The art of Shagzo, or wood turning, is a skill passed down from one generation to another in Bhutan. The master artisans in this field are known as Shagzopa. The Shagzopas make a myriad of products, which are as exquisite as they are functional. Some of them include wooden bowls (dapa), cups (dza phob), plates, and containers.
The selection of the wood is as essential as the art itself. Some common woods used for this purpose are, tashing (Juglans regia), hashing (Taxus baccata), baashing (Picea spinulosa), sermaling shing (Acer camphellii) and etometo (Rhododendron arboretum). The skilled maker chooses the abnormal outgrowth or special part of wood called Dza to make these wooden articles. It is believed that these Dza emit rays of light in the night or special rays in the day as well.Making these wooden articles takes a very long time and involves a painstaking process of strengthening, boiling, treating the wood, carving, etc.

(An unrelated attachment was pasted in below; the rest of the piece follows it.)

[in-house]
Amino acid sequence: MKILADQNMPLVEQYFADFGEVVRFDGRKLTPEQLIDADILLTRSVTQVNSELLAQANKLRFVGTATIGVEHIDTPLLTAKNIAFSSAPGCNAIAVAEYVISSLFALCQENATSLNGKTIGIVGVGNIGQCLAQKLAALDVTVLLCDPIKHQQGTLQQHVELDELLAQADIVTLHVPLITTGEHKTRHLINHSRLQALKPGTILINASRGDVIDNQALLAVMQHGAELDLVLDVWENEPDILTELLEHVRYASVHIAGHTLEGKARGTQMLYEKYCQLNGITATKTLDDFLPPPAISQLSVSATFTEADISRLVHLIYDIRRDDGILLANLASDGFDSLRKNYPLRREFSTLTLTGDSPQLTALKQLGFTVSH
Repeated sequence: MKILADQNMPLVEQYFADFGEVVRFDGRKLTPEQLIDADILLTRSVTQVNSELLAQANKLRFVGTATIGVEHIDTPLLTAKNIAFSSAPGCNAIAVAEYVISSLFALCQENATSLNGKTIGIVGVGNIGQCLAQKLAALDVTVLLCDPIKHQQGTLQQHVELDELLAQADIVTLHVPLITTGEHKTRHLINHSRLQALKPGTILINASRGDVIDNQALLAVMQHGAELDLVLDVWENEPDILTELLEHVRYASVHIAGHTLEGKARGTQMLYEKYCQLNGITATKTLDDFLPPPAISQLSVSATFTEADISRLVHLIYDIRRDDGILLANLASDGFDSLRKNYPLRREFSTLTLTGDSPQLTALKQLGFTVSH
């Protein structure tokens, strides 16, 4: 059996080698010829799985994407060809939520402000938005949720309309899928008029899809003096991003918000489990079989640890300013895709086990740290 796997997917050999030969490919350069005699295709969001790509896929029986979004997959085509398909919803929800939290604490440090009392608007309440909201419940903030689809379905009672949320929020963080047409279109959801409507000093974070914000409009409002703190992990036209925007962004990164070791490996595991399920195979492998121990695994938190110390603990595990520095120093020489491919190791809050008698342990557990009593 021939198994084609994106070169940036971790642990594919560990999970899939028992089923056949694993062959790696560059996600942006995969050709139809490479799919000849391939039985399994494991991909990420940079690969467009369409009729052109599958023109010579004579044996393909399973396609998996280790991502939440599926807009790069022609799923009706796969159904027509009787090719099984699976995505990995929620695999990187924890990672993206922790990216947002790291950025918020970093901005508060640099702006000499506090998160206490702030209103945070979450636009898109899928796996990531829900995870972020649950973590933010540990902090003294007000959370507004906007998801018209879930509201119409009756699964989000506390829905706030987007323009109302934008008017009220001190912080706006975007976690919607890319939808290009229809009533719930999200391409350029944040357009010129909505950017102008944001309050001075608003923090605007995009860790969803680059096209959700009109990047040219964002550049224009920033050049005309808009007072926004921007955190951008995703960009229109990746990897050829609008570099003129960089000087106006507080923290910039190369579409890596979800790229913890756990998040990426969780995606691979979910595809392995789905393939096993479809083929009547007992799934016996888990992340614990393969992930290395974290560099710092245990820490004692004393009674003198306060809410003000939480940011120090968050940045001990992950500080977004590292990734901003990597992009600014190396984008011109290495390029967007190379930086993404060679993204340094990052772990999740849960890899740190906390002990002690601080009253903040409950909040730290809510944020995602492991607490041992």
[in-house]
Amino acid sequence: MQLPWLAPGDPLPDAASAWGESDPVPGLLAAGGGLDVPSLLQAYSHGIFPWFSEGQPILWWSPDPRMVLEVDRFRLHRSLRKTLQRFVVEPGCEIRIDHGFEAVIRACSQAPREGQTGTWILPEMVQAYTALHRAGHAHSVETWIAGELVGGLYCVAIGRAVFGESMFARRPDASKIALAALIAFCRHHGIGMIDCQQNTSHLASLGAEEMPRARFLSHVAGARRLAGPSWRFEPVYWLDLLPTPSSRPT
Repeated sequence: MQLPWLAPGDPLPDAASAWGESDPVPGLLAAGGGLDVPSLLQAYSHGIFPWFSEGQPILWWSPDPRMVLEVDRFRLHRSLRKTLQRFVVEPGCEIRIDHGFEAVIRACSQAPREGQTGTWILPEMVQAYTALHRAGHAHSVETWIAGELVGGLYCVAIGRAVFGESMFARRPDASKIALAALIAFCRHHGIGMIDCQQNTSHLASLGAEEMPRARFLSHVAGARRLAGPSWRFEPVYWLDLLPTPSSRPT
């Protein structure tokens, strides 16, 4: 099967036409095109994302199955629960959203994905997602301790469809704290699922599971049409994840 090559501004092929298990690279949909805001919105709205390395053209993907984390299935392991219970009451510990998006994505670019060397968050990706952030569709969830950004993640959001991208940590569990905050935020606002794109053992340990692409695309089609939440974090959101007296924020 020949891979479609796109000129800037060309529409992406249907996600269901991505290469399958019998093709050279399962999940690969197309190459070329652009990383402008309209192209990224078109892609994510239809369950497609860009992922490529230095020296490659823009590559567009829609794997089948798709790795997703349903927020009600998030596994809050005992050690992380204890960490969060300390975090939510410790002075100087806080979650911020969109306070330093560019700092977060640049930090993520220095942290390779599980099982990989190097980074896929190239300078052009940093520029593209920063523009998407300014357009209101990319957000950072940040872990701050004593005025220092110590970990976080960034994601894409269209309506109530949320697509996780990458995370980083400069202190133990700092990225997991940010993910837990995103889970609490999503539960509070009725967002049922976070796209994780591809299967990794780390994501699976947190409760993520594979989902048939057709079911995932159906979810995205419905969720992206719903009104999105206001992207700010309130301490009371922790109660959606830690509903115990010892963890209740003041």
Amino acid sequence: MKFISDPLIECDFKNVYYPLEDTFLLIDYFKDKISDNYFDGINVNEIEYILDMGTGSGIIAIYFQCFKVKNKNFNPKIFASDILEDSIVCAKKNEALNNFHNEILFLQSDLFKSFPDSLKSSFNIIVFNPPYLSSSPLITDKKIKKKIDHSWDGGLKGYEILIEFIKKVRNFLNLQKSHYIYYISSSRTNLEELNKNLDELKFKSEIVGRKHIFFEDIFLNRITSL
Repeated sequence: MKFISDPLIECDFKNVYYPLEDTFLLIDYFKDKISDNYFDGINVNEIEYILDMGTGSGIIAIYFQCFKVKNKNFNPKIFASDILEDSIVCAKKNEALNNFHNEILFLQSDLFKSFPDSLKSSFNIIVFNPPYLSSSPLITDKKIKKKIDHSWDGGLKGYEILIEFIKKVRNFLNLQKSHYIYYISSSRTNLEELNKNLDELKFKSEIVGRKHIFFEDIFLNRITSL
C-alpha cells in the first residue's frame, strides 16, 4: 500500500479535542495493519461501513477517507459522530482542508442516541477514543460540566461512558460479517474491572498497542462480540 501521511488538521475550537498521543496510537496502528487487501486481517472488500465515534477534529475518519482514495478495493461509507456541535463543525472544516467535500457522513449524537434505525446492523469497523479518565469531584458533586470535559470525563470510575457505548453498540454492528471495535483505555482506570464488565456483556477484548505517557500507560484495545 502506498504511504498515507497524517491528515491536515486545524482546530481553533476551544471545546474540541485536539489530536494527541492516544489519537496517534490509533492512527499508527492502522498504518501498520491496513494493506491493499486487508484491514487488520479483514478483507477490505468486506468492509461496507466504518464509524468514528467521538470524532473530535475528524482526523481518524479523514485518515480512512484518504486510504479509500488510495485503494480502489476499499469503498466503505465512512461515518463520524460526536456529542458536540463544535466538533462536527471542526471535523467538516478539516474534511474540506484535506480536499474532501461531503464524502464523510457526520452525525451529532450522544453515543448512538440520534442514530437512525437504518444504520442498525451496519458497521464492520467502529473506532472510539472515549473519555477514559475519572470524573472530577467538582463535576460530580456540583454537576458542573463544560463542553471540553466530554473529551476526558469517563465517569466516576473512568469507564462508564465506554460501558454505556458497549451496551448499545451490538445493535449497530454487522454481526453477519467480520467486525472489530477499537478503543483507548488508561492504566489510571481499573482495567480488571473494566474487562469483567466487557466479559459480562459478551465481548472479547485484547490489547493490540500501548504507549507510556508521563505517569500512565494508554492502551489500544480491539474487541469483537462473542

The wooden bowl (dapa) is especially common in Bhutan, much as it is used as souvenir nowadays, people still use it to serve food and drinks in their homes.